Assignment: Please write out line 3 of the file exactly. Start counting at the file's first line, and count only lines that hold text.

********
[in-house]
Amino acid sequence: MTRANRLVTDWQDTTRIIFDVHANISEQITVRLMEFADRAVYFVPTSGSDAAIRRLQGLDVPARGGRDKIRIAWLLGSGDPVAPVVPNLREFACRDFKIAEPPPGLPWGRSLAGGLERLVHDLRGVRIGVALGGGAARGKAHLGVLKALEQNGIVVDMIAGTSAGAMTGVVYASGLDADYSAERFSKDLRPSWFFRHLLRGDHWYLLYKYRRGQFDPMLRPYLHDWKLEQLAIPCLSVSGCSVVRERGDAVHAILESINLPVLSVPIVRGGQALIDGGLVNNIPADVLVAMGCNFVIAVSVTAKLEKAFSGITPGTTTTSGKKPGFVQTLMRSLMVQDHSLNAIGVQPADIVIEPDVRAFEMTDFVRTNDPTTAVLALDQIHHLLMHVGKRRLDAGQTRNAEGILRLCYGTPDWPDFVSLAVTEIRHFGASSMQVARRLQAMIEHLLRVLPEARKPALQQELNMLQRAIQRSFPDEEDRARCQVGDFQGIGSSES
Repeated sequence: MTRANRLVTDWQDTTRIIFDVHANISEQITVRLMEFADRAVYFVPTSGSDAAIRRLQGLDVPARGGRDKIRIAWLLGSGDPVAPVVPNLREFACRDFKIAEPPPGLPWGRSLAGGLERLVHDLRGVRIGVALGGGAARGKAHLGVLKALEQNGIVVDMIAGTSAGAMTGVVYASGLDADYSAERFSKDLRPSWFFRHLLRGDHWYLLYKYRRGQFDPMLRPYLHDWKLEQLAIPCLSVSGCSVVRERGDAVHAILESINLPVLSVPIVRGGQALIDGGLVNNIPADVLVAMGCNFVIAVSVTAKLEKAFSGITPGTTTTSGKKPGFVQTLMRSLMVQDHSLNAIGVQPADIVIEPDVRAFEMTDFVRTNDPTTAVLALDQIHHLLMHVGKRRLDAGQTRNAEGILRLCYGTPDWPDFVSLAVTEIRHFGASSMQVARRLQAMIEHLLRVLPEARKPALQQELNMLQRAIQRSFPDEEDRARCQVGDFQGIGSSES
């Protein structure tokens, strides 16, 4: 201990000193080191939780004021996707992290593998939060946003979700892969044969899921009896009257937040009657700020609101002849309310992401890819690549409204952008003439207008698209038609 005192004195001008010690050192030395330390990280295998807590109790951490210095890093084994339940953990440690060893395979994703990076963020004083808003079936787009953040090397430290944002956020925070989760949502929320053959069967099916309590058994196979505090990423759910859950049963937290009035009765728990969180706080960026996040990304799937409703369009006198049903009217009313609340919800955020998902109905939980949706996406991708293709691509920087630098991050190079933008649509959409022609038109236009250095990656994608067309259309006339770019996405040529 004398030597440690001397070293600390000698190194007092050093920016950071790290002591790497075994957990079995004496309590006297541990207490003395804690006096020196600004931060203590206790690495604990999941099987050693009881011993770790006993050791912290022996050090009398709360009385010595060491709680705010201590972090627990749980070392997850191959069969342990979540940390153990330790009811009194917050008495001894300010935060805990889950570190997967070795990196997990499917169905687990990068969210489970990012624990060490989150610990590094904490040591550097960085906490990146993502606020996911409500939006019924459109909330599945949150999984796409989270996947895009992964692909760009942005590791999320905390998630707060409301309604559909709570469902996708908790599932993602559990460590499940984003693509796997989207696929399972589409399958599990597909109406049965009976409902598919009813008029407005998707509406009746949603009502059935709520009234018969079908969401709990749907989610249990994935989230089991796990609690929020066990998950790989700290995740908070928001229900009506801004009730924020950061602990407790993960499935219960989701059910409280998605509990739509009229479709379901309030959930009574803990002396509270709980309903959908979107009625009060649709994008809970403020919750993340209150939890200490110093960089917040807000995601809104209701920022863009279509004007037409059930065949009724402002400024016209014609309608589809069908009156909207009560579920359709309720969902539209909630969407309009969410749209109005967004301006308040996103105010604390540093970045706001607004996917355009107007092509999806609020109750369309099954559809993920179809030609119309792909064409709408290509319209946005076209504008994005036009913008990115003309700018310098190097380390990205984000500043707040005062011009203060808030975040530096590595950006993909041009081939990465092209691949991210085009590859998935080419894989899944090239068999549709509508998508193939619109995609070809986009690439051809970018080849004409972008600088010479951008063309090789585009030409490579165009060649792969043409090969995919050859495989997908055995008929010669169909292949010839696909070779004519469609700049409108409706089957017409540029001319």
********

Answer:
Repeated sequence: MTRANRLVTDWQDTTRIIFDVHANISEQITVRLMEFADRAVYFVPTSGSDAAIRRLQGLDVPARGGRDKIRIAWLLGSGDPVAPVVPNLREFACRDFKIAEPPPGLPWGRSLAGGLERLVHDLRGVRIGVALGGGAARGKAHLGVLKALEQNGIVVDMIAGTSAGAMTGVVYASGLDADYSAERFSKDLRPSWFFRHLLRGDHWYLLYKYRRGQFDPMLRPYLHDWKLEQLAIPCLSVSGCSVVRERGDAVHAILESINLPVLSVPIVRGGQALIDGGLVNNIPADVLVAMGCNFVIAVSVTAKLEKAFSGITPGTTTTSGKKPGFVQTLMRSLMVQDHSLNAIGVQPADIVIEPDVRAFEMTDFVRTNDPTTAVLALDQIHHLLMHVGKRRLDAGQTRNAEGILRLCYGTPDWPDFVSLAVTEIRHFGASSMQVARRLQAMIEHLLRVLPEARKPALQQELNMLQRAIQRSFPDEEDRARCQVGDFQGIGSSES